Of course, based on the Gov.’s original phased opening plan which was released back in late April we are WAY behind in terms of reopening. As the screen shot below shows, the original plan was for theaters, bars, and casinos to have opened in early June.

Also, as we have noted elsewhere, there are STILL numerous businesses and services that seem to have fallen through the cracks: studio gyms (like yoga and pilates), amusement parks, swimming pools, entertainment centers, wineries, and more continue to be shut down with no reopening in sight. Churches remain at 25% capacity.

Is there a rhyme or reason to the Administration’s policies? If so it is hard to tell. At the Rio Grande Foundation and along with Power The Future NM we released a plan several months ago to “Fairly Open” New Mexico. Of course, as someone from out of state recently complained with regard to this situation (and a planned meeting here), “Your state does not make it easy to find info. LOL!” Before this post was even finalized we found out that the International Balloon Fiesta has been canceled for 2020. Major events with large numbers of people would be tricky under COVID 19 circumstances, but one wishes we had a clearer path forward than the one Gov. Lujan Grisham’s Administration has given us.

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What will New Mexico schools look like this fall?

New Mexico’s School Reentry Task Force has made its recommendations for how schools will look this fall. If the Gov. adopts them the educational experiences of the State’s children will look dramatically different and I suspect that many more students will opt for school choice or even home school options. KOB TV has a story here. The full recommendations are here.

Among the most important recommendations are:

  • All students and staff wear masks;
  • Take temperatures of all students and staff;
  • Maintain 6 feet of social distancing;
  • Avoid field trips;
  • Staggered attendance.

There are numerous questions and points to be made about this. Obviously the mask issue is a big one. Wearing a mask for long periods of time is uncomfortable for disciplined adults. Getting young children and teenagers will be a major challenge.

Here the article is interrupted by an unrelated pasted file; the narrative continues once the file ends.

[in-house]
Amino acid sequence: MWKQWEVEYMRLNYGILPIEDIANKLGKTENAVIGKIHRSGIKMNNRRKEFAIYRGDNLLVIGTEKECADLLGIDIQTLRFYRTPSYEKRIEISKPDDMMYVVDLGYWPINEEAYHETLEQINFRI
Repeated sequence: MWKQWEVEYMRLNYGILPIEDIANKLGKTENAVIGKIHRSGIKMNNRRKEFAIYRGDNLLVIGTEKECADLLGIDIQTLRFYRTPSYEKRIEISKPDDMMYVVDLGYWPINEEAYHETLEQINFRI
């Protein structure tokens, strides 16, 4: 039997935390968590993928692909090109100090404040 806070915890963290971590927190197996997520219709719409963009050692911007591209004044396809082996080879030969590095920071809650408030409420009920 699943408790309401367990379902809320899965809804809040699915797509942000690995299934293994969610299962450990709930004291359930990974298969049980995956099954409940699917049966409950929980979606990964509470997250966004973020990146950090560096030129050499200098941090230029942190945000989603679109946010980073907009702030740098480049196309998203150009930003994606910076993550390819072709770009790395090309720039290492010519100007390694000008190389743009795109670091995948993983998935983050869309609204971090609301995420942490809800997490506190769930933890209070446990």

Maintaining social distancing is also going to be a deal breaker. For young people the social aspect of school is a major component of the entire experience.

Staggered attendance sounds like a good idea, but the real result for parents would likely be days spent hauling kids back and forth from school. Admittedly child care is a big part of what parents get out of education. Forcing them to run students to and from school throughout the day is not going to please anyone.

Will non-public school or charter schools be more innovative or open than these recommendations provide? Will home schooling experience an unprecedented boom as many expect?

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Tipping Point New Mexico Episode 207: Representative Rebecca Dow – Elections, Special Session, Beef, and Elephant Butte

On this week’s interview podcast, Paul interviews Rep. Rebecca Dow. Paul and Rebecca discuss the recent primary election results and the major changes that will be taking place in Santa Fe in 2021. They also discuss the impending special session of the New Mexico Legislature and what will or won’t happen. At the time of recording, they were not privy to the New Mexico Supreme Court’s decision NOT to open the Roundhouse to public participation in the session.

Finally, Rebecca and Paul discuss the situation at Elephant Butte Lake State Park which is in Rebecca’s district and how that facility is being opened by the State. They also discuss the possibility of state meat inspections and how that could help New Mexico based ranchers.

Rebecca Dow (3) - Rebecca Dow for State Representative